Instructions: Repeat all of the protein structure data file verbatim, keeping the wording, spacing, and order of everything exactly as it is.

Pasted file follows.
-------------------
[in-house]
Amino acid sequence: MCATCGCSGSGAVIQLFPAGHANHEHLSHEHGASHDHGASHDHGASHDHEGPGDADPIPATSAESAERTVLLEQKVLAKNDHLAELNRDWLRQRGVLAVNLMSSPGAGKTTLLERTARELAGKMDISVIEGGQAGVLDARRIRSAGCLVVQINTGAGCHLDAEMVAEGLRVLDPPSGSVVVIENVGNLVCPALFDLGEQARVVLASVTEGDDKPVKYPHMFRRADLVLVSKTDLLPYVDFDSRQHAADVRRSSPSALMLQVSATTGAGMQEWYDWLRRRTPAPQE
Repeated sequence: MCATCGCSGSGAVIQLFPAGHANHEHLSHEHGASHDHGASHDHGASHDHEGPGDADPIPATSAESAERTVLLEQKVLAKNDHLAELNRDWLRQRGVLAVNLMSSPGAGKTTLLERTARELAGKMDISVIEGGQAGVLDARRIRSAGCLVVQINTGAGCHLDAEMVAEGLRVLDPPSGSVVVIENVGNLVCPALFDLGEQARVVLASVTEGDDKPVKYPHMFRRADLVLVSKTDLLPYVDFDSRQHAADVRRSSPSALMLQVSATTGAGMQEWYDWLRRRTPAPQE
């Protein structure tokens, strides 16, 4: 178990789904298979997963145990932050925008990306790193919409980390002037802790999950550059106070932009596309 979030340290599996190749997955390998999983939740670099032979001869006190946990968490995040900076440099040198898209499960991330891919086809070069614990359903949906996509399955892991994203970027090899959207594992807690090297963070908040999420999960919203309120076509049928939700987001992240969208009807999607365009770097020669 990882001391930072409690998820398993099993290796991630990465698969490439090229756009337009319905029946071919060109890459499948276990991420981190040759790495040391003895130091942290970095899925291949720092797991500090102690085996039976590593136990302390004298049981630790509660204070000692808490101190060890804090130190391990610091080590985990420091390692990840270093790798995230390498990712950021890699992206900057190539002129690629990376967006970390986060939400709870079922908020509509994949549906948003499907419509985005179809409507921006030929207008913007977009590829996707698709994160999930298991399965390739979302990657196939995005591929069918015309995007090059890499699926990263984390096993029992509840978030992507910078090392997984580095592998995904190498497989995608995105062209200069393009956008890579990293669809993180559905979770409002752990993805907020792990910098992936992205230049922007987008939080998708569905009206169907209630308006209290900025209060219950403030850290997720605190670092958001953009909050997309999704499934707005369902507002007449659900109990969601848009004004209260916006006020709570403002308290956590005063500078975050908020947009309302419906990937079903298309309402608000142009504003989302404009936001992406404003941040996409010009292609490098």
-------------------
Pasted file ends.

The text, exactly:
[in-house]
Amino acid sequence: MCATCGCSGSGAVIQLFPAGHANHEHLSHEHGASHDHGASHDHGASHDHEGPGDADPIPATSAESAERTVLLEQKVLAKNDHLAELNRDWLRQRGVLAVNLMSSPGAGKTTLLERTARELAGKMDISVIEGGQAGVLDARRIRSAGCLVVQINTGAGCHLDAEMVAEGLRVLDPPSGSVVVIENVGNLVCPALFDLGEQARVVLASVTEGDDKPVKYPHMFRRADLVLVSKTDLLPYVDFDSRQHAADVRRSSPSALMLQVSATTGAGMQEWYDWLRRRTPAPQE
Repeated sequence: MCATCGCSGSGAVIQLFPAGHANHEHLSHEHGASHDHGASHDHGASHDHEGPGDADPIPATSAESAERTVLLEQKVLAKNDHLAELNRDWLRQRGVLAVNLMSSPGAGKTTLLERTARELAGKMDISVIEGGQAGVLDARRIRSAGCLVVQINTGAGCHLDAEMVAEGLRVLDPPSGSVVVIENVGNLVCPALFDLGEQARVVLASVTEGDDKPVKYPHMFRRADLVLVSKTDLLPYVDFDSRQHAADVRRSSPSALMLQVSATTGAGMQEWYDWLRRRTPAPQE
């Protein structure tokens, strides 16, 4: 178990789904298979997963145990932050925008990306790193919409980390002037802790999950550059106070932009596309 979030340290599996190749997955390998999983939740670099032979001869006190946990968490995040900076440099040198898209499960991330891919086809070069614990359903949906996509399955892991994203970027090899959207594992807690090297963070908040999420999960919203309120076509049928939700987001992240969208009807999607365009770097020669 990882001391930072409690998820398993099993290796991630990465698969490439090229756009337009319905029946071919060109890459499948276990991420981190040759790495040391003895130091942290970095899925291949720092797991500090102690085996039976590593136990302390004298049981630790509660204070000692808490101190060890804090130190391990610091080590985990420091390692990840270093790798995230390498990712950021890699992206900057190539002129690629990376967006970390986060939400709870079922908020509509994949549906948003499907419509985005179809409507921006030929207008913007977009590829996707698709994160999930298991399965390739979302990657196939995005591929069918015309995007090059890499699926990263984390096993029992509840978030992507910078090392997984580095592998995904190498497989995608995105062209200069393009956008890579990293669809993180559905979770409002752990993805907020792990910098992936992205230049922007987008939080998708569905009206169907209630308006209290900025209060219950403030850290997720605190670092958001953009909050997309999704499934707005369902507002007449659900109990969601848009004004209260916006006020709570403002308290956590005063500078975050908020947009309302419906990937079903298309309402608000142009504003989302404009936001992406404003941040996409010009292609490098």